With so many countries in danger of having serious issues involving their health and their weight, many people are looking to change the way they eat in order to lose weight or to keep the weight off. There are many different approaches that doctors, companies, and others try to address the health concerns of a nation, but the important thing is making sure that you are putting good things into your body to ensure that it stays healthy and happy.
One of these ways is to, of course, watch what you eat. There are many different foods that bring in the nutrients that our bodies crave and need in order to survive, keeping our defenses up against disease, tissue issues, and can ward off the harmful effects of what we do. Fish is one of those foods that is essential to bringing in some of those nutrients that we don’t normally produce, such as omega 3.
Salmon is a fish product and, like other fish, offers many benefits to our health, but it truly depends on which type of salmon that you decide to eat. Here are some salmon nutrition facts, including why it’s so good for you, what it contains, and why you should consider wild salmon vs. farm-raised salmon.
Salmon Nutrition Facts
So why is salmon so great?
Well, fish in general is quite the healthy food, primarily for the large amounts of omega 3 fatty acids contained within many seafood products. Omega 3 fatty acids have been shown to keep the heart healthy and lower the risk for cardiovascular disease; this acid is something that our bodies do not naturally produce, so it’s important that we consume it in other ways. The term ‘fatty acid’ might make you think that salmon (which is a cold water fish) contains tons of fat; you might be surprised to learn that our bodies do need fat; that is healthy fat.
Healthy fat helps to provide energy sources, plus it keeps our vital organs protected, and provides the main material for our cell membranes.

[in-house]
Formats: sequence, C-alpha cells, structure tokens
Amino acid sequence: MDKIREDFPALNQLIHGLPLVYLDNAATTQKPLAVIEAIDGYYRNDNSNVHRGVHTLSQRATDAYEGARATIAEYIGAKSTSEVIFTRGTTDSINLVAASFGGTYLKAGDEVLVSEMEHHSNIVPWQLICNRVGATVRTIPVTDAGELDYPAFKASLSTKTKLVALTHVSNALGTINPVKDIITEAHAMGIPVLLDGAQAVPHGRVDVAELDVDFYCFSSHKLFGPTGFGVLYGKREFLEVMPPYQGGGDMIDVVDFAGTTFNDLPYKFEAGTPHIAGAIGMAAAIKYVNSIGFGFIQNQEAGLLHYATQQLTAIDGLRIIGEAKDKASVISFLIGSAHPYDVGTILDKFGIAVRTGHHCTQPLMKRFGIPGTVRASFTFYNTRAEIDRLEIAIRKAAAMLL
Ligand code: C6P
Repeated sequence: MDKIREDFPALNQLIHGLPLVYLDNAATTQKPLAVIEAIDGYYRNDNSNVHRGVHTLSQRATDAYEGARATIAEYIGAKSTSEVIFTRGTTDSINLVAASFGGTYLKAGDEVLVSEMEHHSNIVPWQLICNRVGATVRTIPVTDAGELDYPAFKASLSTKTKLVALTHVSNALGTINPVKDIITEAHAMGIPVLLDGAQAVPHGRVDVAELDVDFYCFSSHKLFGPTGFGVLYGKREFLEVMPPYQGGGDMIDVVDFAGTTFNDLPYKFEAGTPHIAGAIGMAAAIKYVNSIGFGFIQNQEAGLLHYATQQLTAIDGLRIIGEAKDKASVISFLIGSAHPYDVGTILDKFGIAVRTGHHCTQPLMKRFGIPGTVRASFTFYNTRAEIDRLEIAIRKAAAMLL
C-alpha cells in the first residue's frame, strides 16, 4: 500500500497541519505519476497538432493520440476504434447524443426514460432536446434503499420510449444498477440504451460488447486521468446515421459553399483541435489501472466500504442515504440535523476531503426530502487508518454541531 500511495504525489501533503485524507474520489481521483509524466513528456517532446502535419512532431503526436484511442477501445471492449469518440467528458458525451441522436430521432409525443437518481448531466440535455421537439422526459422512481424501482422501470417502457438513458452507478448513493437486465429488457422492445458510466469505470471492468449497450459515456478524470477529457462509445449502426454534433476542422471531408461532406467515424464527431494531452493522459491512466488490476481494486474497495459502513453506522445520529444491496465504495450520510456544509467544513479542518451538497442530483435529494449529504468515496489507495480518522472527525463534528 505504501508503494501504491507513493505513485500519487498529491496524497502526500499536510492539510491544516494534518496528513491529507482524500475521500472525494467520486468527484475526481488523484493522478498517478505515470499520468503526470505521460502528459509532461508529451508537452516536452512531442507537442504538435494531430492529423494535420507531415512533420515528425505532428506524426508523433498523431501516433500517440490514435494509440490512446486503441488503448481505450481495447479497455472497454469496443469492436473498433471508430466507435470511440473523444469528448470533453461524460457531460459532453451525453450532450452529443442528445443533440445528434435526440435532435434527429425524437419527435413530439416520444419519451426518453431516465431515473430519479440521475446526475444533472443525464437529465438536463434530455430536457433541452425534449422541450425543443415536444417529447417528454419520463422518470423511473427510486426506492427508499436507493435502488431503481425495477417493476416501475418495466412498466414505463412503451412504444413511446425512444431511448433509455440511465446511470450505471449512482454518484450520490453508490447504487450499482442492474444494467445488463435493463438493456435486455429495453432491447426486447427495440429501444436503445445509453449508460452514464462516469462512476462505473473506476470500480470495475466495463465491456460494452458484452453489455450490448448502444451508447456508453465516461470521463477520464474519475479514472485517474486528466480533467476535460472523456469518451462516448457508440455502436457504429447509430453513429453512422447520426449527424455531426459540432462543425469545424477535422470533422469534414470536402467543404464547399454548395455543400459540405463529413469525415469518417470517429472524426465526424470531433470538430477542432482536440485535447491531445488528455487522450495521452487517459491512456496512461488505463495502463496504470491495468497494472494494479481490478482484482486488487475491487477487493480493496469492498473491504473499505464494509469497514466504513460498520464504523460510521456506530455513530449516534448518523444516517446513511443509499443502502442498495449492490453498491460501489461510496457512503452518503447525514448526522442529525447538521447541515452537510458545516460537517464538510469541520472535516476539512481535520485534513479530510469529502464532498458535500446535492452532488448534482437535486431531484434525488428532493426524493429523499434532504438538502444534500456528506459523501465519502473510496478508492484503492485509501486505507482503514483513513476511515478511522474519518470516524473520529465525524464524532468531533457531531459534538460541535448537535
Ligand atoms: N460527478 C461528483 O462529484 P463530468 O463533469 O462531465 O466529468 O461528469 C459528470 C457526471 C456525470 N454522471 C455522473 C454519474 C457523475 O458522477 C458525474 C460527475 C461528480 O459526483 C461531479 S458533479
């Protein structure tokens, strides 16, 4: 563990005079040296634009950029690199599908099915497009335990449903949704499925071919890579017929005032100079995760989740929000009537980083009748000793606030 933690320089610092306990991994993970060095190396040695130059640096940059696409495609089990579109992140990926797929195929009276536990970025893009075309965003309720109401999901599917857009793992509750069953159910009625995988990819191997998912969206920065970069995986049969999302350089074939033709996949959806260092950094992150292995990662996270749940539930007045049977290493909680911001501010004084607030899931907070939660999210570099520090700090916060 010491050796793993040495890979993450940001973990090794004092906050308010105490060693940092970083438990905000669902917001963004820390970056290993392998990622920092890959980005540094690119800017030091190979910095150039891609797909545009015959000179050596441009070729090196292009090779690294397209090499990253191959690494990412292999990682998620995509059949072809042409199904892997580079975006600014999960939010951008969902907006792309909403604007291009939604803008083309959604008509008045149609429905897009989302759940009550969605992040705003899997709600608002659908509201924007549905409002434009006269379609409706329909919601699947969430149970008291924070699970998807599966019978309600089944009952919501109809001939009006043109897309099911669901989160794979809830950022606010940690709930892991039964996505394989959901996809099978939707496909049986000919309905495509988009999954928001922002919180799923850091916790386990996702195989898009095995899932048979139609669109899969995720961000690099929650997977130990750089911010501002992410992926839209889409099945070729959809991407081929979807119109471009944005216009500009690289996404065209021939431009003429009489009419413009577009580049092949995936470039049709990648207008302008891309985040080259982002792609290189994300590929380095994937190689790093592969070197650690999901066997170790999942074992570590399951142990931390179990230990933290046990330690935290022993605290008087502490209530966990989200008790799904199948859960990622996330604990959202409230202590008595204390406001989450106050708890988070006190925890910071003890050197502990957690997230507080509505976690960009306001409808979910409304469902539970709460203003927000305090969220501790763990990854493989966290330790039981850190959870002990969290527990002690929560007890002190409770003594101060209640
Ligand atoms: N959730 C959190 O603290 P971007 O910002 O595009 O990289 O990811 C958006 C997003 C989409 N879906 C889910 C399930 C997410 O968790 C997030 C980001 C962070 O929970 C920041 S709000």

Salmon itself is very low in calories, with the Atlantic variety carrying 200, while the pink kind (sometimes identified as tuna) only has 130 calories. Salmon also has a high percentage of protein (at 24%), Vitamins A and C, calcium, iron, and has 430mg of potassium.
Wild Raised vs. Farm Raised
As with many of the foods we consume, there is of course a debate about needing to eat the proper equivalents. This usually boils down to the processed vs. organic food, in which organic food is seen to be better as they will not contain any of the chemicals that might be involved with the processed foods. In the same regard, there is a question of which salmon should be consumed, that of the wild or farm-raised.
The difference boils down to the healthy contributions - wild salmon that is caught from the ocean has all of the nutritional value that is mentioned above. Farm-raised salmon, those that are caught and live in a protective environment in order to fattened up for future consumption, have less the nutritional value of their wild counterparts, not to mention that because they are being raised outside of their habitat, they are more likely to be injected with antibiotics and other chemicals to enhance their size and weight.
It’s important that you try to consume salmon and other fish during the week (according to the American Heart Association, two times a week is recommended), but you should make sure that the fish you are consuming is healthy. When cooked, try to avoid excess oils or frying; instead opted for baking or grilling, which helps to keep the nutrients and flavor.
Knowing about salmon nutrition facts helps to not only see why salmon - and that of other seafood - is good for you. The main reason is that of the omega 3 fatty acid, but as you can see, salmon has other important nutrients - vitamins, protein, and potassium. If you are worried about your heart health, especially if you have heart related illness in your family, eating fish will help with lowering the risks for those diseases, along with any other recommended foods that your doctor may list.
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